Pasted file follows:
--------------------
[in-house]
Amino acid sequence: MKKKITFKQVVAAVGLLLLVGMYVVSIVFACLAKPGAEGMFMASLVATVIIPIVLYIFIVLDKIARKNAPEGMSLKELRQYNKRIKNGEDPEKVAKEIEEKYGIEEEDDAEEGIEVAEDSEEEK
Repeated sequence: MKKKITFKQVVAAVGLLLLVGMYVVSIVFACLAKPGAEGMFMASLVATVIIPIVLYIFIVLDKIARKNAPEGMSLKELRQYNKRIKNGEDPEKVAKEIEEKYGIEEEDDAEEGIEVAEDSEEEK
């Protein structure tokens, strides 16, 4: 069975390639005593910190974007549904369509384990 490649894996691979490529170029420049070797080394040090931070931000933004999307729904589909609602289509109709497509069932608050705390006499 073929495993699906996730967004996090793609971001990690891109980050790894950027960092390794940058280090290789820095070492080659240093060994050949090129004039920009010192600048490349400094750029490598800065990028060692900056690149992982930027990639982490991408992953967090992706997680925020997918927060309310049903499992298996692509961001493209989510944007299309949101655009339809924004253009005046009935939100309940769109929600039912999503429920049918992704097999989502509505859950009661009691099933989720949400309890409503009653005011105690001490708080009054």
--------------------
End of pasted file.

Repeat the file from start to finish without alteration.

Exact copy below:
[in-house]
Amino acid sequence: MKKKITFKQVVAAVGLLLLVGMYVVSIVFACLAKPGAEGMFMASLVATVIIPIVLYIFIVLDKIARKNAPEGMSLKELRQYNKRIKNGEDPEKVAKEIEEKYGIEEEDDAEEGIEVAEDSEEEK
Repeated sequence: MKKKITFKQVVAAVGLLLLVGMYVVSIVFACLAKPGAEGMFMASLVATVIIPIVLYIFIVLDKIARKNAPEGMSLKELRQYNKRIKNGEDPEKVAKEIEEKYGIEEEDDAEEGIEVAEDSEEEK
């Protein structure tokens, strides 16, 4: 069975390639005593910190974007549904369509384990 490649894996691979490529170029420049070797080394040090931070931000933004999307729904589909609602289509109709497509069932608050705390006499 073929495993699906996730967004996090793609971001990690891109980050790894950027960092390794940058280090290789820095070492080659240093060994050949090129004039920009010192600048490349400094750029490598800065990028060692900056690149992982930027990639982490991408992953967090992706997680925020997918927060309310049903499992298996692509961001493209989510944007299309949101655009339809924004253009005046009935939100309940769109929600039912999503429920049918992704097999989502509505859950009661009691099933989720949400309890409503009653005011105690001490708080009054």